From Leap of Faith to Putting Down Deep Roots: The Past 5 Months

by Kevin on May 18, 2011

We just bought a house.

Wait… what?

“Aren’t you the guy that just sold his other house and was relieved to be done with it?”

“Isn’t it a little soon to be buying again?”

“You must be insane!”

Valid points. But hear me out.

First, for the uninitiated to our saga: my wife and I embraced life as an adventure and moved to Knoxville, TN from Birmingham, AL. We moved at the end of December 2010. My wife quit her full-time teaching job with awesome benefits and we left behind a house for sale — meaning we maintained two residences without going broke. My wife picked up two part-time jobs to bring in some income, and we’ve made it.

We discovered what vacant insurance was and why we needed it. We negotiated like hell when we got an offer. And we finally accepted a low offer and explained our justification as to why. We even got value for our appliances (since the new owner acted like she didn’t want them) and closed on our house remotely.

We learned a lot. Then we learned some more.

So why now? Why did we buy?

We didn’t have the housing “itch”. We wanted to live in a house, absolutely. But there are right and wrong reasons to buy a house. I wrote about this in Should You Buy a House New Before Rates Go Up?:

Reasons to Buy a Home:

  • you have been saving up for a large down payment for a long time
  • you have researched various areas in your city and know how much you can afford
  • you know what sort of payment you can afford at the current financing rates
  • you know (as well as anyone really can) that you will be living in the same city for at least 10 years
  • you aren’t counting on home price appreciation to make your rich
  • you have been thinking about and discussing the possibility of purchasing a home for a long time – you aren’t rushing into a decision

We meet the above criteria. If you’re looking to get rich quick off of a home or you just really, really want to live in one without being financially prepared, then you’re making a mistake.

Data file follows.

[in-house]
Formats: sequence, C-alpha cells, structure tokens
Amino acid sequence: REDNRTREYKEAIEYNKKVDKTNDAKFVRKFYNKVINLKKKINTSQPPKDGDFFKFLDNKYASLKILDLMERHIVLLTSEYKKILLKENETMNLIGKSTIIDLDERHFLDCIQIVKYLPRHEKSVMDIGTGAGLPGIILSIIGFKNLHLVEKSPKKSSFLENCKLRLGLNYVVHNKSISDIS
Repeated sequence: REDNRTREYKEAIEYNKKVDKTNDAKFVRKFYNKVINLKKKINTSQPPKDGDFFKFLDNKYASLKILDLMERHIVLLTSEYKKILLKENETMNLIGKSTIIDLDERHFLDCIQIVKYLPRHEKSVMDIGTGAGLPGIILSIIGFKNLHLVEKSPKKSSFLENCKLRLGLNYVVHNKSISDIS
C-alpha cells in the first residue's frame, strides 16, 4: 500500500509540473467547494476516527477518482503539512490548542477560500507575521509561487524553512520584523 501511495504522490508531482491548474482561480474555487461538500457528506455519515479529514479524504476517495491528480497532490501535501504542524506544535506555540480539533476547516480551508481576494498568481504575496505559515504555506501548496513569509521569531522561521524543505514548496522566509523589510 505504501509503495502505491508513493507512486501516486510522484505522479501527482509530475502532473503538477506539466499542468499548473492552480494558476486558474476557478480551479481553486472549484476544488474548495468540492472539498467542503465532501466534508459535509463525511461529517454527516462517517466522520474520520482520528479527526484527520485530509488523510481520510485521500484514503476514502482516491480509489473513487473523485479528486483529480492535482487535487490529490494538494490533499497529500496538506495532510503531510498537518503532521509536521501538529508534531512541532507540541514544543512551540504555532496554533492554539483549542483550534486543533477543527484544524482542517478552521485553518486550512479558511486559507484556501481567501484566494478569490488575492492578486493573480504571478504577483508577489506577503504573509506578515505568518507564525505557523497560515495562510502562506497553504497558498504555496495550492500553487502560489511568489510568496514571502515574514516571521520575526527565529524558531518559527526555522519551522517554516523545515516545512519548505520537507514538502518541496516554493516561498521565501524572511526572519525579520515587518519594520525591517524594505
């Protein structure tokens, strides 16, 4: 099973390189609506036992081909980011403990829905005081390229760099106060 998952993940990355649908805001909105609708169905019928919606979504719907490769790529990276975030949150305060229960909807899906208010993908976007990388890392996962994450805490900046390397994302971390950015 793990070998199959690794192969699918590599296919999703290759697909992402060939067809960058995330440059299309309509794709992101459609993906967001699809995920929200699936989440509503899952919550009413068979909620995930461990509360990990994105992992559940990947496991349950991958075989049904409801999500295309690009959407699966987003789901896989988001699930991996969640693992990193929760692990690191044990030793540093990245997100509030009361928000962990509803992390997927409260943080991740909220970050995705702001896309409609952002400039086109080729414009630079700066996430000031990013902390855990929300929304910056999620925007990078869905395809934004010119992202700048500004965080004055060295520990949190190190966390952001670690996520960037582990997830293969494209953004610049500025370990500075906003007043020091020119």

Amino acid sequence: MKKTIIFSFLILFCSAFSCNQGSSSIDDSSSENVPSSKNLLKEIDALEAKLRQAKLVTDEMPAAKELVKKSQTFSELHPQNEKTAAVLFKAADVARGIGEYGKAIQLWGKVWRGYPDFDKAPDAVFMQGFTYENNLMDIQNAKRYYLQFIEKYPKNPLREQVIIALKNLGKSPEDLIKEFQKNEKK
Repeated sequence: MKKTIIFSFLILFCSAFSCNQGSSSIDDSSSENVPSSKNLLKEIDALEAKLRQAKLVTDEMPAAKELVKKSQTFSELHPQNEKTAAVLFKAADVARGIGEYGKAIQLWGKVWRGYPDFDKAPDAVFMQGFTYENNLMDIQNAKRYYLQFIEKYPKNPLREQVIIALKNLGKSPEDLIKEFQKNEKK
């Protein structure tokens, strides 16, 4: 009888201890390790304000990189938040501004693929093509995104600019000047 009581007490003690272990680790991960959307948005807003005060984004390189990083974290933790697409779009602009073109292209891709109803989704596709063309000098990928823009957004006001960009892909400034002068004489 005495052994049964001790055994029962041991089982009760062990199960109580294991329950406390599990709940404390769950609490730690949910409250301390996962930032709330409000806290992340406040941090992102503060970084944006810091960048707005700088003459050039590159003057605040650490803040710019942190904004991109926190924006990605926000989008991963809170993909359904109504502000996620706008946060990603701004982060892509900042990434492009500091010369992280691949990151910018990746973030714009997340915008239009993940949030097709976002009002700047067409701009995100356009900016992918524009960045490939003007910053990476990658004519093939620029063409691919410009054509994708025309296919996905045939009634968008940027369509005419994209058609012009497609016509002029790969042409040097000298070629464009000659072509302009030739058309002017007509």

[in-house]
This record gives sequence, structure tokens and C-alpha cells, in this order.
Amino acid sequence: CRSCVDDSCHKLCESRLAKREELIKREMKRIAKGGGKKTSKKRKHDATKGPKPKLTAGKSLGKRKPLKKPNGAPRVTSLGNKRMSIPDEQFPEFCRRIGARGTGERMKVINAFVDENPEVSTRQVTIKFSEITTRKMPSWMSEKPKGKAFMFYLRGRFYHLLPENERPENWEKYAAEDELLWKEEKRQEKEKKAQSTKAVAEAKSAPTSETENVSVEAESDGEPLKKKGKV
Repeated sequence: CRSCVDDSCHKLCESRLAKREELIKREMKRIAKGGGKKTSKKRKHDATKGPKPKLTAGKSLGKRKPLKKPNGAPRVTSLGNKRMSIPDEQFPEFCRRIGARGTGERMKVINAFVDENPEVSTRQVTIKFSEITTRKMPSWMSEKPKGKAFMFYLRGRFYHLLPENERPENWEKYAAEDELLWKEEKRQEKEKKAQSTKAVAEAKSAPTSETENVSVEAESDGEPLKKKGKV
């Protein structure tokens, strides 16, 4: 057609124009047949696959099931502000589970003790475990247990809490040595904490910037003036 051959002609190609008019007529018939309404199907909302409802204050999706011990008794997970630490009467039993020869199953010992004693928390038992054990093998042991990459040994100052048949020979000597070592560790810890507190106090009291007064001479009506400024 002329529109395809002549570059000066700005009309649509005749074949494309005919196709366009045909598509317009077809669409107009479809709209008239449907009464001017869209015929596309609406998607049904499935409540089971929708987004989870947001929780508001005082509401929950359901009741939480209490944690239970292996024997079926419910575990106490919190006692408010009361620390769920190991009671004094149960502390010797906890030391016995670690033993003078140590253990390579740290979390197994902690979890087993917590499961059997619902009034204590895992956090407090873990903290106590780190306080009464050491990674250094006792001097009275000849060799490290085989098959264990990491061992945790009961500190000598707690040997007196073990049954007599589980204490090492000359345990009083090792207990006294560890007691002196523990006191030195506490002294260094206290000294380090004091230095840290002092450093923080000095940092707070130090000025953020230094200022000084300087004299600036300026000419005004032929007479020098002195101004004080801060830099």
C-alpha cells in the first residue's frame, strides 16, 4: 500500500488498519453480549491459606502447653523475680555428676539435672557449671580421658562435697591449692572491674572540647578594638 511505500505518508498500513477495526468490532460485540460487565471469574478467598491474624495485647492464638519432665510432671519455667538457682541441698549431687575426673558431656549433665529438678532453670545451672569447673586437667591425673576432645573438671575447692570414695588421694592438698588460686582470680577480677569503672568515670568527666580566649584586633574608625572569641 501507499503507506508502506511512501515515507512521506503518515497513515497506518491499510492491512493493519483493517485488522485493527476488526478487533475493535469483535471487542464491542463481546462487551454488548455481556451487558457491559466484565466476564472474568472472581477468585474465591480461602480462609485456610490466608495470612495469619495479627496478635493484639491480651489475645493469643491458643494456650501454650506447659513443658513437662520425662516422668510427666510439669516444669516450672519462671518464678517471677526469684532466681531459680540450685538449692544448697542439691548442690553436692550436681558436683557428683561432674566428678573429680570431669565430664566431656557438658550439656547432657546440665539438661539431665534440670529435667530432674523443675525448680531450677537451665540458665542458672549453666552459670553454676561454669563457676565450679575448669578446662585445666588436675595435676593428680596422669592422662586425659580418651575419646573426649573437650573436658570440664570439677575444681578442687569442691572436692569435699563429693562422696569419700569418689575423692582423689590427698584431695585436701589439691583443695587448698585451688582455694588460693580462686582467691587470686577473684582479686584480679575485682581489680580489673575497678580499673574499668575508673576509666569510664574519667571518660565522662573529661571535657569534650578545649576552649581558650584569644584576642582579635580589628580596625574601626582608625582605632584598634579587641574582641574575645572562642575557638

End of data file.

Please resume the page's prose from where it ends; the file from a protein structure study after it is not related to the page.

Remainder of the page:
We’ve been saving since before we put up our house for sale in Birmingham. We anticipated losing money on our house. We moved with a substantial amount of cash in the bank to handle any unforeseen expenses. I’ve been incredibly blessed at both my work and in my freelance work. We’ve been able to build up a full down payment much faster than we anticipated.

We’ve lived in our area long enough to know where we do and do not want to live. We got the advice of many different people from various walks of life.

We aren’t counting on getting rich off of our home. We’re not looking to flip anything, or for the value to increase dramatically. This is key. We bought a house to live in for the very long term. We plan to start a family and put down deep roots where we’re at. We’ve always said (half-seriously) that the next move would be our last for the next 30 years. I’m not sure if we’ll accomplish just that, but we would be okay doing that in our current area.

The house we purchased, with the down payment we’re putting down, at the interest rate we’re getting… will increase our total monthly housing costs by about $200-$250. That’s including factoring in the difference in mortgage costs (vs. rent) as well as increased utilities. For that small price we’re getting a lot of square footage for our dollars. This is the place where we will be for a long, long time.

Is it scary? Absolutely. Are we excited? Unbelievably.

But we all know you don’t just walk in and have a house. There are steps to take. Home inspections. Tree risk assessments. Paint. (Oh Lord, not more painting!)

And moving…

Good thing we have a checklist.

I’m looking forward to sharing this new adventure with all of you. Thanks for sticking around for the ride. I hope our past experiences — taking a leap of faith to move, staging our house, selling from afar — and new experiences provide value in your own lives. I know we’re not the only ones buying or selling homes this year.


John May 21, 2011 at 9:53 pm

We just did the same thing. We have been renting for 4 1/2 years, while looking for a permanent place. We ended up buying a house we previously rented, as the owner had moved back to live in it, but filed bankruptcy and was foreclosed upon. It is a little bigger than the one we were renting, but MUCH higher quality. We think we got a good deal, and the mortgage was almost the same as our rent. Best wishes. I hope we both made good decisions.

Crystal June 1, 2011 at 3:49 pm

Congrats on the new house! I am sorry about the painting…it hurts the frugal side of me, but I think I’ll hire people for that in the future…

TaraZ October 14, 2011 at 10:10 pm

Have you thought about writing an article on when housing is a good investment (i.e., based on the median income to median house price ratio, and the “rent vs. buy” calculators)?

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